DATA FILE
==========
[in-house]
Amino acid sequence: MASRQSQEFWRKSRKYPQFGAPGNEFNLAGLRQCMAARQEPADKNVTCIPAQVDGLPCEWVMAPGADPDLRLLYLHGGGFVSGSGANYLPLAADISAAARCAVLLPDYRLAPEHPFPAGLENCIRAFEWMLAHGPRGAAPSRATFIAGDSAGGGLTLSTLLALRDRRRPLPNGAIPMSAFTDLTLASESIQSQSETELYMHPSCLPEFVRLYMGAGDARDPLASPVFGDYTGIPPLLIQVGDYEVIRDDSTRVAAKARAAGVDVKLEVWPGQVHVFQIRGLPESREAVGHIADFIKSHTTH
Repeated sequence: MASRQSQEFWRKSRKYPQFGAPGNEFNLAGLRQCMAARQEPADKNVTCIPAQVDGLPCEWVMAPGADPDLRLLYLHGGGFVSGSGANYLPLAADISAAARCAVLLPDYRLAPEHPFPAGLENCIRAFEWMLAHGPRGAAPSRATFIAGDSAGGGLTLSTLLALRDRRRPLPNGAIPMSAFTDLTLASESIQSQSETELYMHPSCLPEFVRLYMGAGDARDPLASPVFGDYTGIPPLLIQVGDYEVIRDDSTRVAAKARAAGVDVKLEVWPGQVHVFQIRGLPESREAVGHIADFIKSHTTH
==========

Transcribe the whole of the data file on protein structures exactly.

[in-house]
Amino acid sequence: MASRQSQEFWRKSRKYPQFGAPGNEFNLAGLRQCMAARQEPADKNVTCIPAQVDGLPCEWVMAPGADPDLRLLYLHGGGFVSGSGANYLPLAADISAAARCAVLLPDYRLAPEHPFPAGLENCIRAFEWMLAHGPRGAAPSRATFIAGDSAGGGLTLSTLLALRDRRRPLPNGAIPMSAFTDLTLASESIQSQSETELYMHPSCLPEFVRLYMGAGDARDPLASPVFGDYTGIPPLLIQVGDYEVIRDDSTRVAAKARAAGVDVKLEVWPGQVHVFQIRGLPESREAVGHIADFIKSHTTH
Repeated sequence: MASRQSQEFWRKSRKYPQFGAPGNEFNLAGLRQCMAARQEPADKNVTCIPAQVDGLPCEWVMAPGADPDLRLLYLHGGGFVSGSGANYLPLAADISAAARCAVLLPDYRLAPEHPFPAGLENCIRAFEWMLAHGPRGAAPSRATFIAGDSAGGGLTLSTLLALRDRRRPLPNGAIPMSAFTDLTLASESIQSQSETELYMHPSCLPEFVRLYMGAGDARDPLASPVFGDYTGIPPLLIQVGDYEVIRDDSTRVAAKARAAGVDVKLEVWPGQVHVFQIRGLPESREAVGHIADFIKSHTTH